Outgrowing the Child Neurologist: Transition in Tourette Syndrome

Presented by Lawrence W. Brown, MD##

Adulthood may come naturally, but it takes years of preparation. There are many challenges and barriers facing adolescents with any neuropsychiatric disorder. But there are also practical solutions that can lead to optimal success for youth with Tourette syndrome.

Lawrence W. Brown, MD is Associate Professor of Neurology and Pediatrics at the Children’s Hospital of Philadelphia (CHOP) and the Perelman School of Medicine of the University of Pennsylvania. Dr. Brown is a past president of the Child Neurology Foundation, and he currently serves as chairman of its Transitions Project Advisory Committee (TPAC). This effort is defining the goals of successful transition for youth with neurologic disorders; he is the senior author on its first publication entitled “The neurologist’s role in supporting transition to adult health care: a consensus statement” which was published in Neurology with endorsements by the American Academy of Neurology, American Academy of Pediatrics and the Child Neurology Society in addition to the Child Neurology Society. Locally he is a co-principal investigator of an epilepsy education and transition project funded by the Health Resources Services Administration (HRSA) in collaboration with the American Academy of Pediatrics.

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Lawrence W Brown, MD, is Associate Professor of Neurology and Pediatrics at the Children’s Hospital of Philadelphia, Chop and the Perelman School of Medicine at the University of Pennsylvania.


Doctor Brown is a past president of the Child Neurology Foundation, and he currently serves as Chairman of his transitions Project Advisory Committee.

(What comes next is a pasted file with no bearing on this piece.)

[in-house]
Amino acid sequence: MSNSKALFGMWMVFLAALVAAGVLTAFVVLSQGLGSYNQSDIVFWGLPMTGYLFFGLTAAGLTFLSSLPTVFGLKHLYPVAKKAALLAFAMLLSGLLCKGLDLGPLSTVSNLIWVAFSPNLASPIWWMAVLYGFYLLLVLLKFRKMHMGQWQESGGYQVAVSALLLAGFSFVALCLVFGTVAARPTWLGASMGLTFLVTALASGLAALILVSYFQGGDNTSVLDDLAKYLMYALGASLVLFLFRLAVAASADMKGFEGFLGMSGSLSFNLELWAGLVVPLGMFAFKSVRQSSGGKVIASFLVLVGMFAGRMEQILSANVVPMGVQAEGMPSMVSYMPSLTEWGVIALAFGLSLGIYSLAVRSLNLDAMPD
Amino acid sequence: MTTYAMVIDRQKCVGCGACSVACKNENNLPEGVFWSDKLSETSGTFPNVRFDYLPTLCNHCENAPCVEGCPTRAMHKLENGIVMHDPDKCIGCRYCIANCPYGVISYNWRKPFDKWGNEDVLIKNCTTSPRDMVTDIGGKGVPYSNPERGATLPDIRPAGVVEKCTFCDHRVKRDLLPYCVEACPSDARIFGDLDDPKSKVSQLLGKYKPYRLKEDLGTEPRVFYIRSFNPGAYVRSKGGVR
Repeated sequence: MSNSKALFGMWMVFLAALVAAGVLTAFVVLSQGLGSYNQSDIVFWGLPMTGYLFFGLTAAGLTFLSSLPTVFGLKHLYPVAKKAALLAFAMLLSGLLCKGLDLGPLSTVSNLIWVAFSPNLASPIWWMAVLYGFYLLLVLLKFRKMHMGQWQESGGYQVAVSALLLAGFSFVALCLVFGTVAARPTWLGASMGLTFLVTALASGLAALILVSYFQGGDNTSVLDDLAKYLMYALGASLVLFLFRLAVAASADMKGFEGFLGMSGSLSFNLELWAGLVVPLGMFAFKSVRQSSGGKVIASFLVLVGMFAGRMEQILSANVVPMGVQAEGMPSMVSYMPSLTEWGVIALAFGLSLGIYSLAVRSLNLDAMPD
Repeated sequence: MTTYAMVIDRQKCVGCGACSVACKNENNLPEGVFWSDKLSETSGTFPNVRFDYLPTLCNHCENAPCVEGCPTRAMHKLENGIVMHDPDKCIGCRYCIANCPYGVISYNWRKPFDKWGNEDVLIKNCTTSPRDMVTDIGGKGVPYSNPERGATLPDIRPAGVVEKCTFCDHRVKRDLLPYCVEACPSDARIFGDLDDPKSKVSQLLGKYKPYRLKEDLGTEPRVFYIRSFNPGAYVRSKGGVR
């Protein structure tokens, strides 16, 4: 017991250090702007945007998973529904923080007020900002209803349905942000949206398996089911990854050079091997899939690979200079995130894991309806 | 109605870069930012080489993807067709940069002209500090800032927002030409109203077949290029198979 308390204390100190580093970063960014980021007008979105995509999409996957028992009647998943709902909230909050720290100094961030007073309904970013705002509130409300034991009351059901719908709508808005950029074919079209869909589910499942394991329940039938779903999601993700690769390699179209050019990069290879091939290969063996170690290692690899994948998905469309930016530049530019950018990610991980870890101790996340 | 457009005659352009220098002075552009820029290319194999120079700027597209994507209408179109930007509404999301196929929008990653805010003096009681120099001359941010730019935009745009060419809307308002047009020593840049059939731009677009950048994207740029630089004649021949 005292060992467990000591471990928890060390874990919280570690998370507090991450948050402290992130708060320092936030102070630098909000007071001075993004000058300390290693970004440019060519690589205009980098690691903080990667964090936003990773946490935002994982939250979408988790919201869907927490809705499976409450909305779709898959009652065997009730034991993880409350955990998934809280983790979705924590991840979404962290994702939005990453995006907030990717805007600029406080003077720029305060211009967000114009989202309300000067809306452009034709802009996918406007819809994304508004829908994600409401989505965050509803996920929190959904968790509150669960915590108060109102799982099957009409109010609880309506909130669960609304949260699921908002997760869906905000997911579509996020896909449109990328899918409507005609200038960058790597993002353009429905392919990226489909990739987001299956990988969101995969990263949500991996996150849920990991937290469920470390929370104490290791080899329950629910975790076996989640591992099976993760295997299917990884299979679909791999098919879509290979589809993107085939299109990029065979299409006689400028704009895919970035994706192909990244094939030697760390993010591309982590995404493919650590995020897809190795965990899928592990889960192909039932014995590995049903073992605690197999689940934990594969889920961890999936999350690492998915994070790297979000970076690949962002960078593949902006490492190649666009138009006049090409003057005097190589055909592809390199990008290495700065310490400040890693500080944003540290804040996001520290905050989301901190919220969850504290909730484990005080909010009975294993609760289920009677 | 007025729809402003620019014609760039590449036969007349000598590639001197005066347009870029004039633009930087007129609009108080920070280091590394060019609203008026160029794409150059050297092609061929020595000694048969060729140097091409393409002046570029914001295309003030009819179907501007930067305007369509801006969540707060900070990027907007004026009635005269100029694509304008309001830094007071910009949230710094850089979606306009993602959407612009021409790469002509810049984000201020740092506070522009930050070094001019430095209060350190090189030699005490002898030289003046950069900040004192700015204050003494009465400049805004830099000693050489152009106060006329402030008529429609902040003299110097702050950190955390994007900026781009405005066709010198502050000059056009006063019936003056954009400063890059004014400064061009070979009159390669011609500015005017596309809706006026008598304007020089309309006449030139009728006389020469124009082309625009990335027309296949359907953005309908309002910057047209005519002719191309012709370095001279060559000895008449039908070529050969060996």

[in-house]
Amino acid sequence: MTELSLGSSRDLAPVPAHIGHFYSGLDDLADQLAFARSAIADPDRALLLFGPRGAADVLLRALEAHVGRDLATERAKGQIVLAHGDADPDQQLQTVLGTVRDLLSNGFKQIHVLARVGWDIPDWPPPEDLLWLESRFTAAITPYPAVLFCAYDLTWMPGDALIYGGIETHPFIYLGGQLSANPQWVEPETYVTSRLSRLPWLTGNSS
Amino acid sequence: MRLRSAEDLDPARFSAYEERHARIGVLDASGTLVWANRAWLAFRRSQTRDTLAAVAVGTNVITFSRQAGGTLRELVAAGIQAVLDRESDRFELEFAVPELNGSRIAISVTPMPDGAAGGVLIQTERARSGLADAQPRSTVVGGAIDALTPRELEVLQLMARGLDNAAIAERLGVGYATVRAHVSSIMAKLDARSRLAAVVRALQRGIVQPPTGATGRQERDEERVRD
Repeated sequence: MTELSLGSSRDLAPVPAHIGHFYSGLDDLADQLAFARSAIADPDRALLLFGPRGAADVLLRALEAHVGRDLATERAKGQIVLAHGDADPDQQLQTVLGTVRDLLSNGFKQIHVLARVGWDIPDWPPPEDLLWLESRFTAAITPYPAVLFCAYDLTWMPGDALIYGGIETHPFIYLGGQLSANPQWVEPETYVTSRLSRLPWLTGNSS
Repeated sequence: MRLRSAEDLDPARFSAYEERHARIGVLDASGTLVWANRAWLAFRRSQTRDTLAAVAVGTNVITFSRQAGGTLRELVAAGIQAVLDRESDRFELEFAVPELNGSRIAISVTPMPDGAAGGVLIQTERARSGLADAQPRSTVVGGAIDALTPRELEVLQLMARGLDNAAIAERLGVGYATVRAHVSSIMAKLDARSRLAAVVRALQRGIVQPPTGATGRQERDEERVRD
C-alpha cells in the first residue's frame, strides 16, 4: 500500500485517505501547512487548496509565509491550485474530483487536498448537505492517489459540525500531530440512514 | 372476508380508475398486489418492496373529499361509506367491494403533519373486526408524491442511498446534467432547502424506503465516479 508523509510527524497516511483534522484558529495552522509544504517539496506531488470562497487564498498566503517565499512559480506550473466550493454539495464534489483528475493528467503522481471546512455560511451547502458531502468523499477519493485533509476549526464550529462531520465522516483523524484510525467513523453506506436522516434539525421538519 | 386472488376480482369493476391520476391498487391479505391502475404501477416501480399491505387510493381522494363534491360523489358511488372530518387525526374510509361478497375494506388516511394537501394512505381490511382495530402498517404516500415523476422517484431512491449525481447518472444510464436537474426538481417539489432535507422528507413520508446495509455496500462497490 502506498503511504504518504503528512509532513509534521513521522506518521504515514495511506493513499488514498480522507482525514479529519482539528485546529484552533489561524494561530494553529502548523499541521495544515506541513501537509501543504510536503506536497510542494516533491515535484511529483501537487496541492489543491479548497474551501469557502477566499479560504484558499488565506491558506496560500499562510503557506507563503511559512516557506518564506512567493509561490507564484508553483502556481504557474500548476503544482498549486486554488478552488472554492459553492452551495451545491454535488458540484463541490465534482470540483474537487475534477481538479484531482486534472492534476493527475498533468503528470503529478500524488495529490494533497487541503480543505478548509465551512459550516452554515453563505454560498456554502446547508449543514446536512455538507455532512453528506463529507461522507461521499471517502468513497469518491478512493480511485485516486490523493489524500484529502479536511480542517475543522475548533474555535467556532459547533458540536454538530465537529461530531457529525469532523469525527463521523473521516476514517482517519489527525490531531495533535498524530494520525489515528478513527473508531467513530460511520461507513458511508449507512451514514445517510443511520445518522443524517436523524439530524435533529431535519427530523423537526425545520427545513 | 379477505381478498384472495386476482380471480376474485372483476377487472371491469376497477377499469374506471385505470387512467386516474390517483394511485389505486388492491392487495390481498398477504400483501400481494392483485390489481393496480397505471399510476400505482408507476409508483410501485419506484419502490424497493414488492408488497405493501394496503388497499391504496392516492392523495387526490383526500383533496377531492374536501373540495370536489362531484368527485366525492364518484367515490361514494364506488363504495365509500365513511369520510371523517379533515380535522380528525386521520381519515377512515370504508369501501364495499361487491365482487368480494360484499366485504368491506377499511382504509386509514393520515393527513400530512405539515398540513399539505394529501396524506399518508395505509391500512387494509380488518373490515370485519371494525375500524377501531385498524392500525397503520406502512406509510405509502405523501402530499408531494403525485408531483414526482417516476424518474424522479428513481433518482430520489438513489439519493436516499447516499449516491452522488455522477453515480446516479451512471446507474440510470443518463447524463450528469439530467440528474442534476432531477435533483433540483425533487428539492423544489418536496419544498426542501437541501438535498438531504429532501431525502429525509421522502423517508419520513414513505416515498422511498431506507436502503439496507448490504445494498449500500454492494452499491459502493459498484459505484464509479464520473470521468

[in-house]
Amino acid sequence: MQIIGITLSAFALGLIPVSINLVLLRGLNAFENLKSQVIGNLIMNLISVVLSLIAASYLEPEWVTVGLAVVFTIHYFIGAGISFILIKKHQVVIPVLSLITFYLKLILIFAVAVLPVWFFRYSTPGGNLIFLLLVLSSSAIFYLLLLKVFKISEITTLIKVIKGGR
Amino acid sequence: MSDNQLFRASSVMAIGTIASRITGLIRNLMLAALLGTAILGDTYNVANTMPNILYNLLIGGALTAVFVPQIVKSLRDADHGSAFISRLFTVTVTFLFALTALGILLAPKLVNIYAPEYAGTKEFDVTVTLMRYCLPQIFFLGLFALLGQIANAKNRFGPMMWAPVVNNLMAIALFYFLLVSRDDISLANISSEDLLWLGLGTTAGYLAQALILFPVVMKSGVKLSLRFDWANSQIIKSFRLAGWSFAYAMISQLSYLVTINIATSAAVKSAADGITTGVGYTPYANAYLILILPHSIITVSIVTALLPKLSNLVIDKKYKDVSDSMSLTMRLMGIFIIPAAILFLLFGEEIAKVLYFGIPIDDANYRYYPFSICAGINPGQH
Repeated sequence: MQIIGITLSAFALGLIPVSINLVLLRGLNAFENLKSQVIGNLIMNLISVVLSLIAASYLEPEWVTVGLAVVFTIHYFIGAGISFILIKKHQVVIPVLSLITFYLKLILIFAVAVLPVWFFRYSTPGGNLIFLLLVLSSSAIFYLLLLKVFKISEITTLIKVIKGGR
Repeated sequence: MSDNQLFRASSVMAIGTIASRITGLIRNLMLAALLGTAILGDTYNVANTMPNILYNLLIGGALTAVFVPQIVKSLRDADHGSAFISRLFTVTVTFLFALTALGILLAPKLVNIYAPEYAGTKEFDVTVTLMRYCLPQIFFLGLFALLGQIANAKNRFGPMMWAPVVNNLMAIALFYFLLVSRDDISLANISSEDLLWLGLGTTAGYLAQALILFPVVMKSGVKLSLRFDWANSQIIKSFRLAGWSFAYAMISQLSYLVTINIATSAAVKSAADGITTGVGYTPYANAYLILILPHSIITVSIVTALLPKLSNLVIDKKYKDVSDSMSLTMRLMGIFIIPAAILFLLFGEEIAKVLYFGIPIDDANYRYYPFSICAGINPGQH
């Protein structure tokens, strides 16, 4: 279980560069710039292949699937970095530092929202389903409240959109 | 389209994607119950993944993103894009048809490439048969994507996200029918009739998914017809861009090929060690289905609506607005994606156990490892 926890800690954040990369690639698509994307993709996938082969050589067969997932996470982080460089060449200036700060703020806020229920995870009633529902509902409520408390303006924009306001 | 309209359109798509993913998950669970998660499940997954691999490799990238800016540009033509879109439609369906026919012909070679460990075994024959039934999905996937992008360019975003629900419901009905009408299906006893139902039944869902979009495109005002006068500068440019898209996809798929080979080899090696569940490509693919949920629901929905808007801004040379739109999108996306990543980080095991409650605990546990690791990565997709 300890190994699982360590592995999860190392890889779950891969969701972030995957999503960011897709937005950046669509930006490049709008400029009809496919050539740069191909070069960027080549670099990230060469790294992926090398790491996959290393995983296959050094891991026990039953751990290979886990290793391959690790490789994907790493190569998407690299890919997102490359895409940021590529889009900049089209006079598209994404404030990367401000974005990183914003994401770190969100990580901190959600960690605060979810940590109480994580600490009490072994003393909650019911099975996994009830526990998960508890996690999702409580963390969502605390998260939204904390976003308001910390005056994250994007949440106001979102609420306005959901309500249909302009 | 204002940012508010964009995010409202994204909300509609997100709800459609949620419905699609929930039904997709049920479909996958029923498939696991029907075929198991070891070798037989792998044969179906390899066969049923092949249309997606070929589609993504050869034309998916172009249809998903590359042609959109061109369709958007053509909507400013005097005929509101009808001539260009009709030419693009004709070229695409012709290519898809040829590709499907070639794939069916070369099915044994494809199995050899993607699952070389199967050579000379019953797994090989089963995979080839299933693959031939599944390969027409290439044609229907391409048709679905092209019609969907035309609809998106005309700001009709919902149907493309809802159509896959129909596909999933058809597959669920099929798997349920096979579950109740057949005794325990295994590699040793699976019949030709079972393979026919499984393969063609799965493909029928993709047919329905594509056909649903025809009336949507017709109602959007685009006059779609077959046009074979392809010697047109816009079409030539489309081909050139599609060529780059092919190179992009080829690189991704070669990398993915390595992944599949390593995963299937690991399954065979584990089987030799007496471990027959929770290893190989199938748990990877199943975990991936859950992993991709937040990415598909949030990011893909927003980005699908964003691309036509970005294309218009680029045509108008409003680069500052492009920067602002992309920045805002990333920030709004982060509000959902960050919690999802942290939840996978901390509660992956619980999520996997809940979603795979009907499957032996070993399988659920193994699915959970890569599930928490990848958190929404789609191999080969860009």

This effort is defining the goals of successful transition for youth with neurologic disorders.


He is the senior author on its first publication entitled, The Neurologist Role in Supporting Transition to Adult Health Care Consensus Statement, which was published in Neurology endorsements by the American Academy of Neurology, American Academy of Pediatrics, and the Child Neurology Society, in addition to the child neurology Society.


Locally, he is a caucus, co-principal investigator of an Epsilon Epilepsy Education and Transition Project, funded by the Health Resources Services Administration and Collaboration at the American Academy of Pediatrics.


Doctor Brown is director of the Pediatric neuropsychiatric Program, a multi-disciplinary clinic for children with Tourette syndrome, high functioning autism, complex ADHD and genetic disorders, or complex learning and behavioral issues. Have a neuro biological basis, Is a principal investigator of a genetic study funded by the National Institutes of Health, as part of an international consortium, to develop a worldwide databank of individuals with Tourette’s syndrome.


Doctor Brown is also a senior clinician in Chops Pediatric Regional Epilepsy Program for any continues to be principal investigator on numerous clinical trials in pediatric epilepsy. In addition, is a senior clinician in a Sleep Disorder Center, with a major interest in how sleep and its disorders interact in children, less neurological and developmental disorders.


Doctor Brown is an active member of the Child Neurology Society, the American Epilepsy Society, the Academy of Pediatrics, or I serve two terms as chairman of the section of neurology and the American Academy of Neurology.


I could go on as doctor Brown has many, many accomplishments, But I think I will stop there so that doctor Brian can begin his presentation. Doctor Brown. Thank you for being with us tonight.


Thank you, and thank you for that lovely introduction.